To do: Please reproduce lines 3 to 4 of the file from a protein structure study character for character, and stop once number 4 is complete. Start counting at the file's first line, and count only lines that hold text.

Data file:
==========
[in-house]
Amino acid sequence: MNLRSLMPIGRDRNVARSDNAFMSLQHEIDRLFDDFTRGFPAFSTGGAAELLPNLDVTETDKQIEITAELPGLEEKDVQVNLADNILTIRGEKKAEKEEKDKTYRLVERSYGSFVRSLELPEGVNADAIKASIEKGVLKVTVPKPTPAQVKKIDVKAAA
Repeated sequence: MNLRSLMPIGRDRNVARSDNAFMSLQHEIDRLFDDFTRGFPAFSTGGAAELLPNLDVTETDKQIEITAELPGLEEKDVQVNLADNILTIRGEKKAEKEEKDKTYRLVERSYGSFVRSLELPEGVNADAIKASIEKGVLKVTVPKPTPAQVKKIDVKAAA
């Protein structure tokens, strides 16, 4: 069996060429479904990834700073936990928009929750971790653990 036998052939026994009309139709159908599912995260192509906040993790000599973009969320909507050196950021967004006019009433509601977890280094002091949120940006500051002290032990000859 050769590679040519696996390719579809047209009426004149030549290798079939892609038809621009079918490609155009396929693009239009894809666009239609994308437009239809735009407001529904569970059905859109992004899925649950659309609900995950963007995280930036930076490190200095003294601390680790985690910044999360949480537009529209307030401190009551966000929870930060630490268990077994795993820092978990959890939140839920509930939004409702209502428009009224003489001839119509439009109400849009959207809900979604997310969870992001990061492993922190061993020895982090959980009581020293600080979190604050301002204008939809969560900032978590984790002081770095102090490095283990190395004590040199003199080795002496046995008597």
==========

Repeated sequence: MNLRSLMPIGRDRNVARSDNAFMSLQHEIDRLFDDFTRGFPAFSTGGAAELLPNLDVTETDKQIEITAELPGLEEKDVQVNLADNILTIRGEKKAEKEEKDKTYRLVERSYGSFVRSLELPEGVNADAIKASIEKGVLKVTVPKPTPAQVKKIDVKAAA
């Protein structure tokens, strides 16, 4: 069996060429479904990834700073936990928009929750971790653990 036998052939026994009309139709159908599912995260192509906040993790000599973009969320909507050196950021967004006019009433509601977890280094002091949120940006500051002290032990000859 050769590679040519696996390719579809047209009426004149030549290798079939892609038809621009079918490609155009396929693009239009894809666009239609994308437009239809735009407001529904569970059905859109992004899925649950659309609900995950963007995280930036930076490190200095003294601390680790985690910044999360949480537009529209307030401190009551966000929870930060630490268990077994795993820092978990959890939140839920509930939004409702209502428009009224003489001839119509439009109400849009959207809900979604997310969870992001990061492993922190061993020895982090959980009581020293600080979190604050301002204008939809969560900032978590984790002081770095102090490095283990190395004590040199003199080795002496046995008597």